Contact: Amanda M. Becker, office phone 724-770-0262 or email [email protected]

About Hosanna Industries: Hosanna Industries, Inc. is a faith-rooted, 501 (c)3 non-profit organization in southwestern Pennsylvania that was founded in 1990. The mission includes new construction and repair/rehabilitation services for low income homeowners; leading volunteers in disaster recovery; and training young people in the trade skills to give them a hope for the future. Their typical single client household in 2012 had an income of less than $13 thousand a year. Hosanna Industries depends on the generosity of others to complete their work. For more information please visit


What I Learned

14 March

I learn something new everyday.

Take that back, I learn so many new things everyday, that it has become a constant occurrence.

When I first came on the summer staff at Hosanna Industries in the summer of 2011, I knew I had a great deal to learn. I had no prior experience in the construction field.

Since being on the full time field staff, which started at the beginning of this past summer (2012), I have learned so much more than can be expressed in one blog post. But one of the things that I have recently learned is, in order to do God’s work, it takes a lot of risk and a whole lot of faith. There are numerous clients that we help on a regular basis that don’t know what the next steps are going to be, or what tomorrow holds, or if they will live to see tomorrow. We just have to trust God and have the faith that He knows what He is doing and that He is the one in control. Doing God’s work is risky business, because the road ahead isn’t always perfectly clear and lined up the way we would want; all we can do is trust God’s plan at the moment and do the best that we can do with it.

This is what Hosanna Industries is known for – its “faith based” composition.

-Katie DeJournette, Mission Worker

Trade Skill Learning from the Director’s Point of View

10 March

The Trade Skill Learning Center began early in the new year at Hosanna Industries, after many years of moving toward this goal of establishing a top-notch, reputable learning center where underprivileged people would be charitably taught how to productively work with their hands in pursuit of building a better world for others and a better life for oneself.

As we near the end of the semester 1 of a contemplated 9 semesters within a 3 year program, I believe a great deal has been learned already. Currently, our student body is comprised of 1 young man from Butler and 9 young men from Homewood.Hosanna Industries Trade skill learning center

Topics covered thus far include: Attributes of a Builder, Fundamental Builder Math including basic algebra and geometry, Carpentry Tool Familiarization and Basic Technique, Tape Measure Proficiency including fractions and decimal conversions, Fundamental Design and Drafting Methods, Scale-Model building, full-scale Basic Residential Framing, Truss Design and Proper Construction, Roof System Construction including proper bracing, Basic Electrical Theory and Practical Technique, Window and Door Installation, Insulation, Finishing, Introductory Drywall Installation and Finishing and Introductory Painting.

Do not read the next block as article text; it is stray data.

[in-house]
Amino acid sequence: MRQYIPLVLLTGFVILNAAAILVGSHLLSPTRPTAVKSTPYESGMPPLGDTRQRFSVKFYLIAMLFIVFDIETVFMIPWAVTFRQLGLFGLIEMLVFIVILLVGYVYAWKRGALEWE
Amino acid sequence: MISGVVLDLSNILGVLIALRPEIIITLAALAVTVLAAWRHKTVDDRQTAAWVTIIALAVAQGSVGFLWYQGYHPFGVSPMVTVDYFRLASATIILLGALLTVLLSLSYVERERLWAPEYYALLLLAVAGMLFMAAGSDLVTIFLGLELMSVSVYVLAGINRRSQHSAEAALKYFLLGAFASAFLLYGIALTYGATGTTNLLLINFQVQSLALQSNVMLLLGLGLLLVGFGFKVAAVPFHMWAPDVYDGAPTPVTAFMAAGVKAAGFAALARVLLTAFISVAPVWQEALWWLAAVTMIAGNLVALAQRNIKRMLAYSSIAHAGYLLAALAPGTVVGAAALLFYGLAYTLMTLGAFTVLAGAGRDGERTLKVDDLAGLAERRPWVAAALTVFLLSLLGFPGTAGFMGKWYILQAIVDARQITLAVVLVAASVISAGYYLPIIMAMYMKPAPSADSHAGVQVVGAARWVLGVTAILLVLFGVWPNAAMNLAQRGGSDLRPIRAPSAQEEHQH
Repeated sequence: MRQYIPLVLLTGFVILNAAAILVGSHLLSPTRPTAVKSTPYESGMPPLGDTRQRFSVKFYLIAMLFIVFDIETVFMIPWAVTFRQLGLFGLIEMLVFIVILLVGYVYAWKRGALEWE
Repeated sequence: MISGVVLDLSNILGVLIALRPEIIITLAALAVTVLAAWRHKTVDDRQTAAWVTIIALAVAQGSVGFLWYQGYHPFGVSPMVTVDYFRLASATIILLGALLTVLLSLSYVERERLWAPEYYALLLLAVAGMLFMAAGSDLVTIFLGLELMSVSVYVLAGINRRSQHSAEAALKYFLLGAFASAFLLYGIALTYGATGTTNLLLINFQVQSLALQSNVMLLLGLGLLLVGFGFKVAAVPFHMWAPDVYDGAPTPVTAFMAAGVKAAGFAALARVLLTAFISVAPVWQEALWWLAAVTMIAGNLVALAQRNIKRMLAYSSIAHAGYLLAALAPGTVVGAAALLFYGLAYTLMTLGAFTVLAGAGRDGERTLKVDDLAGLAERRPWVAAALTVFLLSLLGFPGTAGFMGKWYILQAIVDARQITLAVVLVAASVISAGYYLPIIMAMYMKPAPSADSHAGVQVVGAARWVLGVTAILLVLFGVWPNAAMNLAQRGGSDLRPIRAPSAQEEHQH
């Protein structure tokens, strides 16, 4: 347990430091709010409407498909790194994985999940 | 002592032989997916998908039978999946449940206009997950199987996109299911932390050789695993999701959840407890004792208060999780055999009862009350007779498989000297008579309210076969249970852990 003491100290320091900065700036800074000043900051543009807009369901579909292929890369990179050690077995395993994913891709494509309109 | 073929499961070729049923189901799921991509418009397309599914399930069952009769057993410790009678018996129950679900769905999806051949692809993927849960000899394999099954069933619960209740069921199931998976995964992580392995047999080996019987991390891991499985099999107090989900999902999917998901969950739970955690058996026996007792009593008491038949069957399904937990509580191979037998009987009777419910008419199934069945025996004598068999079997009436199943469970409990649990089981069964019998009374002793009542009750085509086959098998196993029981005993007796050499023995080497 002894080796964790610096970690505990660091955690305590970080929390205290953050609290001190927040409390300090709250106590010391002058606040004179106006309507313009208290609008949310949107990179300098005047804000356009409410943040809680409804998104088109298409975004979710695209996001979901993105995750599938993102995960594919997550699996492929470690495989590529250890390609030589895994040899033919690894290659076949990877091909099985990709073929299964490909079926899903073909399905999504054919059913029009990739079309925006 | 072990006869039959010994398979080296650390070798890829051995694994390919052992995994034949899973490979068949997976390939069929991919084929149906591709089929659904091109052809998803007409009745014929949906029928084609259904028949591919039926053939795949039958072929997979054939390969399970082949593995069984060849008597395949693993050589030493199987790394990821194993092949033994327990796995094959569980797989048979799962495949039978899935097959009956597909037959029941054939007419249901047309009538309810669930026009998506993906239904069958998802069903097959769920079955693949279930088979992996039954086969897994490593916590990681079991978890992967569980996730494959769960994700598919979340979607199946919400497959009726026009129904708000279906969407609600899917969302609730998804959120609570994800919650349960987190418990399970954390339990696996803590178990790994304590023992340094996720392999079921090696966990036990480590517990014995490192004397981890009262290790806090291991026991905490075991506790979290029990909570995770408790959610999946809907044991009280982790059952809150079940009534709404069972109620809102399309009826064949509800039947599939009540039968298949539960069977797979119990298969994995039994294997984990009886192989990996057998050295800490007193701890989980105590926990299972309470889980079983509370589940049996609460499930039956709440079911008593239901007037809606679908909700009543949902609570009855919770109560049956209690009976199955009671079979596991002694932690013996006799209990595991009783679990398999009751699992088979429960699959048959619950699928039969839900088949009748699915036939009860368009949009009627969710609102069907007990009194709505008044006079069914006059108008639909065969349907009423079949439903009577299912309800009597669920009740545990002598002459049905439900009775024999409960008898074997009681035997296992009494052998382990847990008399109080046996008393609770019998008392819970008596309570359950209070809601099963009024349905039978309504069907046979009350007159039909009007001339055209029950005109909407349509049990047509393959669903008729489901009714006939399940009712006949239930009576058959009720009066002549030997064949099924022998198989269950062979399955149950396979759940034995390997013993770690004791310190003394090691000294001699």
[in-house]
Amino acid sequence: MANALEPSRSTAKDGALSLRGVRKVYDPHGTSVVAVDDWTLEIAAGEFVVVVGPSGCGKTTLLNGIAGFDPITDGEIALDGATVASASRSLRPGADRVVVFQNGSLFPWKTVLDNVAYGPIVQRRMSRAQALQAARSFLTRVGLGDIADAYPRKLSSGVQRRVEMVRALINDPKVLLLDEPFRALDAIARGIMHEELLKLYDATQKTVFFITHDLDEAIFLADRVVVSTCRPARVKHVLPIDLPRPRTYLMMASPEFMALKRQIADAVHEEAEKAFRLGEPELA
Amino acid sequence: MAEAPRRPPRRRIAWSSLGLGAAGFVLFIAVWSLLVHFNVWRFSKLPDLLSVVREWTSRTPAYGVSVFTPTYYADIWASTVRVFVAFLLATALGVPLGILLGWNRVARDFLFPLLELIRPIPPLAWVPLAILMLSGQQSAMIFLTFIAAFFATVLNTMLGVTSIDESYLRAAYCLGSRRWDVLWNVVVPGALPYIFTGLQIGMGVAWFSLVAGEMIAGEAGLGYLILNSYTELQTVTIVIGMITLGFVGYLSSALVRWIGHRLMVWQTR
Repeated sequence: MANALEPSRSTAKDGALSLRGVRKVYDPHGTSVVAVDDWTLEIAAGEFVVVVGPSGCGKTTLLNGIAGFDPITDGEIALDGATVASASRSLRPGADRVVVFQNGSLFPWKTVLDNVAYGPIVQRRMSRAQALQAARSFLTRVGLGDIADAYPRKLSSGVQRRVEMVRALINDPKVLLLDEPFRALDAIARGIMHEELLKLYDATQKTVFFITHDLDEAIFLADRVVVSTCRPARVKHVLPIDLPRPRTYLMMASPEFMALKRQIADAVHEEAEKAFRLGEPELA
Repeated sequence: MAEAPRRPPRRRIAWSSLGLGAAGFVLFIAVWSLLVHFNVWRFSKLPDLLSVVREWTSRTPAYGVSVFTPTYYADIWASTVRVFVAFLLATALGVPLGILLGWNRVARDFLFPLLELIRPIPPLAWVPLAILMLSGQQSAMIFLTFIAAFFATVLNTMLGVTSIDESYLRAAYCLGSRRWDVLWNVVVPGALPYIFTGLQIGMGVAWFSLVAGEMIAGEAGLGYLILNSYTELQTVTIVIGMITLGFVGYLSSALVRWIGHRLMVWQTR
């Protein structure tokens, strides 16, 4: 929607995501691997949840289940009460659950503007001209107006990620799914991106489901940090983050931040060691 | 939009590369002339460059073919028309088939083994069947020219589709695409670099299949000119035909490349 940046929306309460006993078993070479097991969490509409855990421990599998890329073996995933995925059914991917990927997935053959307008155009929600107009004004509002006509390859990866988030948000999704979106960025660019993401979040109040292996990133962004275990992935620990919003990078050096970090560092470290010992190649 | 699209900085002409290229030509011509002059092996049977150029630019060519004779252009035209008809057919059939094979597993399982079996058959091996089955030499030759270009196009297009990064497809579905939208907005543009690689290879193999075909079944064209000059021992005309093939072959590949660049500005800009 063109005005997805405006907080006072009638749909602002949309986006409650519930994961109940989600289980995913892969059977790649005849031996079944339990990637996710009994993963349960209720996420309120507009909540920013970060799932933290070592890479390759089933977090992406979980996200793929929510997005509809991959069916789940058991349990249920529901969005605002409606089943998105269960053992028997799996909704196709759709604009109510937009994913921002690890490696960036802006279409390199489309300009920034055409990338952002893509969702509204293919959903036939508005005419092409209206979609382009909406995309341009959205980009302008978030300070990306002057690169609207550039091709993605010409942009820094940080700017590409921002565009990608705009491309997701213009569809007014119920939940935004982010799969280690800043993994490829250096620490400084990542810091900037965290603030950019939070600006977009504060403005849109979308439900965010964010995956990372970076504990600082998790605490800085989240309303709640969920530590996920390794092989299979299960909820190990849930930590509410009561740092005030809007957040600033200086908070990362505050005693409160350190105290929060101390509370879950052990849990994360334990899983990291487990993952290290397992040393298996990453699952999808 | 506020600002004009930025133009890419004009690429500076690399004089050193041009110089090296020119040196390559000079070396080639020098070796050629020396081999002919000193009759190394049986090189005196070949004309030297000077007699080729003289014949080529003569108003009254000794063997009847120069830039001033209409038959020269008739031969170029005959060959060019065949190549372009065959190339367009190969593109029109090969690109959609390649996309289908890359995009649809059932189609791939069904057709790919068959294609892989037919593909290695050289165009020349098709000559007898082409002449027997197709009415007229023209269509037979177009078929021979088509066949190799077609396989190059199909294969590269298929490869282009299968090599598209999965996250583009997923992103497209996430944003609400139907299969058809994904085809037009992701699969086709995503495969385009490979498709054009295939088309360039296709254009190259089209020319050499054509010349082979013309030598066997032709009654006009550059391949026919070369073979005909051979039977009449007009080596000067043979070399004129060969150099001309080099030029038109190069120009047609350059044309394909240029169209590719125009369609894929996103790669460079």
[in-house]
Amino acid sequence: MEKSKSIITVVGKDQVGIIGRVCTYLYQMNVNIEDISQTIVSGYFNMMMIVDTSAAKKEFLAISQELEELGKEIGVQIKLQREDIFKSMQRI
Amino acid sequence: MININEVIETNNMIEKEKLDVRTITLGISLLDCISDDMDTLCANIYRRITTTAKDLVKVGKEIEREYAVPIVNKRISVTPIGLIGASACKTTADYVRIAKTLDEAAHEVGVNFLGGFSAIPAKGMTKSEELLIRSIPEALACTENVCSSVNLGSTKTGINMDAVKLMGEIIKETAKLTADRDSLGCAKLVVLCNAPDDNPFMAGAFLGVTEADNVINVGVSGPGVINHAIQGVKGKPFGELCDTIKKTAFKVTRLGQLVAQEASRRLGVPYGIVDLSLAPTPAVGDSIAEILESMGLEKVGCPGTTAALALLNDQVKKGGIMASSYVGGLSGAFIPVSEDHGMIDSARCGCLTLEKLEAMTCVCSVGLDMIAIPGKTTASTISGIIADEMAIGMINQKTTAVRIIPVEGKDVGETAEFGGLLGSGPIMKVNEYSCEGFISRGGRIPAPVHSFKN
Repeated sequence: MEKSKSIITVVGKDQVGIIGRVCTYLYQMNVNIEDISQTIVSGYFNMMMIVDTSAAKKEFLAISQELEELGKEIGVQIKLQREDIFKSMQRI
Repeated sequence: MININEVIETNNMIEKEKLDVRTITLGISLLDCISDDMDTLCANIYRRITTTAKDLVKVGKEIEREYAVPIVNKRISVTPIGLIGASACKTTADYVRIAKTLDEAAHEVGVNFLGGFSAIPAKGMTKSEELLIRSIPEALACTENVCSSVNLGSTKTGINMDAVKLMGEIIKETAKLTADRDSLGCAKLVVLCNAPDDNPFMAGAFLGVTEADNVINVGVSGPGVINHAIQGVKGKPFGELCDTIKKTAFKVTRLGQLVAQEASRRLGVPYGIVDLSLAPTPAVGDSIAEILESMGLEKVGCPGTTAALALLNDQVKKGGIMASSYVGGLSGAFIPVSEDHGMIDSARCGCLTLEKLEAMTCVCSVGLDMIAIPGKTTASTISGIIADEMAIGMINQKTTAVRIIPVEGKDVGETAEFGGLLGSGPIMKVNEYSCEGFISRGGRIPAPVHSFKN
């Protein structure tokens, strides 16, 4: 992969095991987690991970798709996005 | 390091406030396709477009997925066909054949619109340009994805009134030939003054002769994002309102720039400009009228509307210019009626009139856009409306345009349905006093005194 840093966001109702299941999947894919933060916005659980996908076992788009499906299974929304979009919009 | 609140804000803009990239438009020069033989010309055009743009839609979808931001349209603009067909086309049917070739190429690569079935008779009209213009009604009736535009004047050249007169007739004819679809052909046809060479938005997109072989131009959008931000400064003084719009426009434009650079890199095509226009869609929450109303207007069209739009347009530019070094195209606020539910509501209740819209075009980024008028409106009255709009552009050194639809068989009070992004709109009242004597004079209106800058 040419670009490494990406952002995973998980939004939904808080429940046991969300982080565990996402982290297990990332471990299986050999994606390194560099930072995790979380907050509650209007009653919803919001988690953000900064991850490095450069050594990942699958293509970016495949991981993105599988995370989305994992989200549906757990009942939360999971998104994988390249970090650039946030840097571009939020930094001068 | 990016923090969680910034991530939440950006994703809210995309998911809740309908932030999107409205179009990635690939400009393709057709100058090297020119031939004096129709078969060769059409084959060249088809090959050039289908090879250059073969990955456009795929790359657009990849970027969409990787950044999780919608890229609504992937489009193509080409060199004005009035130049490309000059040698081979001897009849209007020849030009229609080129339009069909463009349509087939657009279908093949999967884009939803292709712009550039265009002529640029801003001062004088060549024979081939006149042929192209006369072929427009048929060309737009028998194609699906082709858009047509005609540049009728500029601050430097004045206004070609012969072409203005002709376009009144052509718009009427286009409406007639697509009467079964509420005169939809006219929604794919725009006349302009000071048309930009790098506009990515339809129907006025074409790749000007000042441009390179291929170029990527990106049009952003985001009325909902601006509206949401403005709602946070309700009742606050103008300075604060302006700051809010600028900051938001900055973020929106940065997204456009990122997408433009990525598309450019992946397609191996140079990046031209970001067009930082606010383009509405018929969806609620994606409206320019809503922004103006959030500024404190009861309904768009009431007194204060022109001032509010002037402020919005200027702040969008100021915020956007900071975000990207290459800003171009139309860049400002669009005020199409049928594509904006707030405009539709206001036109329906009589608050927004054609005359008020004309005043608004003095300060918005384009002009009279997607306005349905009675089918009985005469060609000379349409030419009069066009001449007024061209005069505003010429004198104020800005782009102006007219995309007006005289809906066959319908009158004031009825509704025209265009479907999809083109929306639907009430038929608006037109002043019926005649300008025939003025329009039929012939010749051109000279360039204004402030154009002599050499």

Throughout the term, lessons have been continuously provided with respect to safety, economy, efficiency, and high productivity.

In the little time remaining for Semester 1, we will learn: Basic Siding Installation, Roofing, Interior Trim, Flooring, and Proper Completion of a simple project.

As a practical and test stage, the students when not in the classroom setting have been building by hand and under proper supervision a small 12′ x 16′ micro-house, suitable for use as a hunting and fishing cabin, a spacious young boy’s backyard fort or a young girl’s backyard playhouse, a large tool shed or outbuilding, a writer’s retreat, etc. We intend to complete this project house by semester’s end and would like to sell it to an interested party, using proceeds to offset anticipated expenses in the second semester. If interested, please call Amy Ed at the Hosanna office 724-770-0262. image

Our country is and will be in dire need of young, strong, capable, diligent, proficient, honest, productive builders. A great future is available to the young man or woman of today who is willing to invest greatly in learning how to become tomorrow’s expert builder! Please pray that our current students may find the internal drive to commit themselves to this worthwhile goal, and that future candidates may be led to Hosanna, so that their tomorrows can be full of faith, work, and success along life’s way.

-Donn Ed, Executive Director

March Mission Madness

08 March

March Mission Madness is here!

In the first 24 days of March we are aiming to raise $24,000 to help Hosanna kick off its 24th year on Palm Sunday, March 24th. Be a part of March Mission Madness by donating to Hosanna Industries today!

Please join us on Palm Sunday for the commissioning of Mission Workers followed by light refreshments and fellowship.  Thanks for your support!

Contact Amy Lee Firek with any questions.